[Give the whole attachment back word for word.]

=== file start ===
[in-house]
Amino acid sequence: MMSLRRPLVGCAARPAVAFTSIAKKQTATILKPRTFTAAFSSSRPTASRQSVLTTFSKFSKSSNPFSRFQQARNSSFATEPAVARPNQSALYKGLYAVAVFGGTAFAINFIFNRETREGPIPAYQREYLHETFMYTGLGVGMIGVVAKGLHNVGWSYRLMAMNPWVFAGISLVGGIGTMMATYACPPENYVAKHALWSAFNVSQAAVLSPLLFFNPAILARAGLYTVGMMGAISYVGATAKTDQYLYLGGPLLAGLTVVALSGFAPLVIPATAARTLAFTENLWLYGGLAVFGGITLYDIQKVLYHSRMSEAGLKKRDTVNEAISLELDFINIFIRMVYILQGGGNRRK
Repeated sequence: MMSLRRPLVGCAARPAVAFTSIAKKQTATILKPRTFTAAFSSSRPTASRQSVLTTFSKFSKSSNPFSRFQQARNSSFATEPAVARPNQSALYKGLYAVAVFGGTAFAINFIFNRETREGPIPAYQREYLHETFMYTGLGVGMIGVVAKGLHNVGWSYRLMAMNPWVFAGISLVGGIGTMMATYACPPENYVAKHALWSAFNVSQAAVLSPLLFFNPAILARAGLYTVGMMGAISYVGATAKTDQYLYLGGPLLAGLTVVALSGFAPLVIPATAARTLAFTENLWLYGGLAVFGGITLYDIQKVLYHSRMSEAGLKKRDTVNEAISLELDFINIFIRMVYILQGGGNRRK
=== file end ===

[in-house]
Amino acid sequence: MMSLRRPLVGCAARPAVAFTSIAKKQTATILKPRTFTAAFSSSRPTASRQSVLTTFSKFSKSSNPFSRFQQARNSSFATEPAVARPNQSALYKGLYAVAVFGGTAFAINFIFNRETREGPIPAYQREYLHETFMYTGLGVGMIGVVAKGLHNVGWSYRLMAMNPWVFAGISLVGGIGTMMATYACPPENYVAKHALWSAFNVSQAAVLSPLLFFNPAILARAGLYTVGMMGAISYVGATAKTDQYLYLGGPLLAGLTVVALSGFAPLVIPATAARTLAFTENLWLYGGLAVFGGITLYDIQKVLYHSRMSEAGLKKRDTVNEAISLELDFINIFIRMVYILQGGGNRRK
Repeated sequence: MMSLRRPLVGCAARPAVAFTSIAKKQTATILKPRTFTAAFSSSRPTASRQSVLTTFSKFSKSSNPFSRFQQARNSSFATEPAVARPNQSALYKGLYAVAVFGGTAFAINFIFNRETREGPIPAYQREYLHETFMYTGLGVGMIGVVAKGLHNVGWSYRLMAMNPWVFAGISLVGGIGTMMATYACPPENYVAKHALWSAFNVSQAAVLSPLLFFNPAILARAGLYTVGMMGAISYVGATAKTDQYLYLGGPLLAGLTVVALSGFAPLVIPATAARTLAFTENLWLYGGLAVFGGITLYDIQKVLYHSRMSEAGLKKRDTVNEAISLELDFINIFIRMVYILQGGGNRRK